Dr Adeniyi P. Asiyanbi
Anniversary Postdoctoral Research Fellow in Global Environmental Politics
Telephone:0114 222 1649
Room: 1 st Floor, Elmfield Lodge
I joined the department in September 2017 as Anniversary Postdoctoral Research Fellow in Global Environmental Politics. Prior to joining the politics department, I taught at SOAS University of London and King’s College London. I completed a PhD in geography at King’s College London in 2016, investigating the politics and impacts of forest-based climate change mitigation (REDD+) in Nigeria. I obtained an MSc degree from King’s College London (distinction) and a BSc from the University of Ibadan (first class).
My research and teaching focus broadly on how questions of power, knowledge, interest, conflict and subjectivity play out in human relations with and over the environment. My specific areas of interest include political ecology, governmentality studies, global environmental governance, climate change, the green economy, forest conservation, neoliberal conservation, and Nigeria. I have published in Geoforum, Environment and Planning A, and Environmental Conservation. I recently contributed to The International Handbook of Political Ecology (Edward Elgar, 2015). My other publications, including commentaries and books reviews have appeared in The Geographical Journal, Journal of Political Ecology, and Public Understanding of Science.
My postdoctoral research investigates emergent transformations in the global governance of forest- based climate change mitigation schemes in response to a range of imperatives including poor outcomes of these schemes and the rise of extreme nationalism on the one hand, and on the other hand, new impetus from the Paris Agreement and the Sustainable Development Goals.
I also have ongoing research engagements focused on the ways that contemporary conservation schemes and ‘green’ projects are framed, negotiated and pursued on the ground, and how they shape state institutions and local resource access and control in Anglophone West Africa, especially in Nigeria and Ghana.
I currently teach the following module:
Asiyanbi A.P., Ogar E. and Akintoye O.A. (2019) Complexities and surprises in local resistance to neoliberal conservation: Multiple environmentalities, technologies of the self and the poststructural geography of local engagement with REDD+. Political Geography 69(2009), 128-138.
Bigger, P., Dempsey, J., Asiyanbi, A., Kay, K., Lave, R., Mansfield, B., Tracey, O., Robertson, M. & Simon, G. (2018). Reflecting on neoliberal natures: an exchange: The ins and outs of Neoliberal natures. Environment and Planning E: Nature and Space, 1(1-2), 25-75.
Asiyanbi, A. P. (2018). Financialisation in the green economy: Material connections, markets-in-the-making and Foucauldian organising actions. Environment and Planning A: Economy and Space, 50(3), 531-548. doi:10.1177/0308518X17708787.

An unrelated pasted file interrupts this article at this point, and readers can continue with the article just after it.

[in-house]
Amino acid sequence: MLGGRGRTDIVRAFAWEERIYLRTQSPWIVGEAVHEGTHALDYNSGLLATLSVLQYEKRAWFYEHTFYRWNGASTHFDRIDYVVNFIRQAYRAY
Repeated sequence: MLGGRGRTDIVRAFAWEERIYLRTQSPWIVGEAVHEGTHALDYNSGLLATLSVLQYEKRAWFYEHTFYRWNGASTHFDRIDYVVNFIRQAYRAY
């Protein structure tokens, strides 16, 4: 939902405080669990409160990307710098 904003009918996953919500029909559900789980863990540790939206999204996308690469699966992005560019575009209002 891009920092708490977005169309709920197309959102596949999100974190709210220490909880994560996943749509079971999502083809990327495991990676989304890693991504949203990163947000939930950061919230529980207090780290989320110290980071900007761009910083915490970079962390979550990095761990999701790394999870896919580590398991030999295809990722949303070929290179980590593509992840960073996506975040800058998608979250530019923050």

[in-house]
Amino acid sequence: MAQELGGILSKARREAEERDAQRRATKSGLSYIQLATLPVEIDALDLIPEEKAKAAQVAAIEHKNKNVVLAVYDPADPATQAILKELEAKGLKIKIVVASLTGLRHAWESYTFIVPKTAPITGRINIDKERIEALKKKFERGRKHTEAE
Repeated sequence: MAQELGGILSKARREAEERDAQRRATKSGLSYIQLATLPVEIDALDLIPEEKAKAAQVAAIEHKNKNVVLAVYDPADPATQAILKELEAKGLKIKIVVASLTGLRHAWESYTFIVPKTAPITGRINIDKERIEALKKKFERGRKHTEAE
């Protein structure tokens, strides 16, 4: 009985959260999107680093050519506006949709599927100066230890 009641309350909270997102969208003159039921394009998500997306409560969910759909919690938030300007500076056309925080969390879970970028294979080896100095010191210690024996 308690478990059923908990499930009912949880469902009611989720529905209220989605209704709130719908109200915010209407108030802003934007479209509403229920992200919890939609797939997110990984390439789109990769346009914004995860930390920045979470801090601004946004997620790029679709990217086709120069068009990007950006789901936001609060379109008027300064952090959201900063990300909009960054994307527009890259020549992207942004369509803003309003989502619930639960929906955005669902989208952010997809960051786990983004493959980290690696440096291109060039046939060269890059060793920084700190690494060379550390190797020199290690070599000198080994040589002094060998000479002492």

Isyaku, U., Arhin, A. A., and Asiyanbi A. P. (2017) Framing justice in REDD+ governance:centring transparency, equity and legitimacy in readiness implementation in West Africa.Environmental Conservation. 44(3), 212-220
Asiyanbi A. P., Arhin, A. A., and Isyaku, U. (2017) REDD+ in West Africa: politics of design and implementation in Ghana and Nigeria. Forest, 8(3), 78.
Asiyanbi A. P. (2016). A political ecology of REDD+: Property rights, militarised protectionism, and carbonised exclusion in Cross River. Geoforum, 77, 146-156.
Asiyanbi A.P. (2016) Beyond utopia and a'power-full' state: a response to Nuesiri. The Geographical Journal, 182(1), 104 -106.
Asiyanbi A.P. (2015) Mind the gap: global truths, local complexities in emergent green initiatives, in R.L. Bryant (ed.), International handbook of political ecology, Chelthenham, UK: Edward Elgar, 274 – 290.
Asiyanbi, A. P. (2018). Book Review: Democracy in the Woods: Environmental Conservation and Social Justice in India, Tanzania and Mexico, by Prakash Kashwan, New York, Oxford University Press. Environmental Politics, 27(4), 765-767.
Asiyanbi, A.P. (2017) Book Review: Potter, Gary R., Angus Nurse and Matthew Hall (eds.). 2016. The geography of environmental crime: conservation, wildlife crime and environmental activism. Journal of Political Ecology, 24, 12-13.
Adelekan, I. O., & Asiyanbi, A. P. (2016). Flood risk perception in flood-affected communities in Lagos, Nigeria. Natural Hazards, 80(1), 445-469.
Asiyanbi A.P. (2015) “I don’t get this climate stuff!”: Making sense of climate change among the corporate middle class in Lagos. Public Understanding of Science, 24(8), 1007-1024.
Asiyanbi, A.P., Ayanlade, A., Antje, C. and Lewis, E. (2014) Lagos Case Study, in M. Pelling and S. Blackburn (eds.), Megacities and the Coast: Risk Resilience and Transformation. Routledge, Oxford. 205 – 209.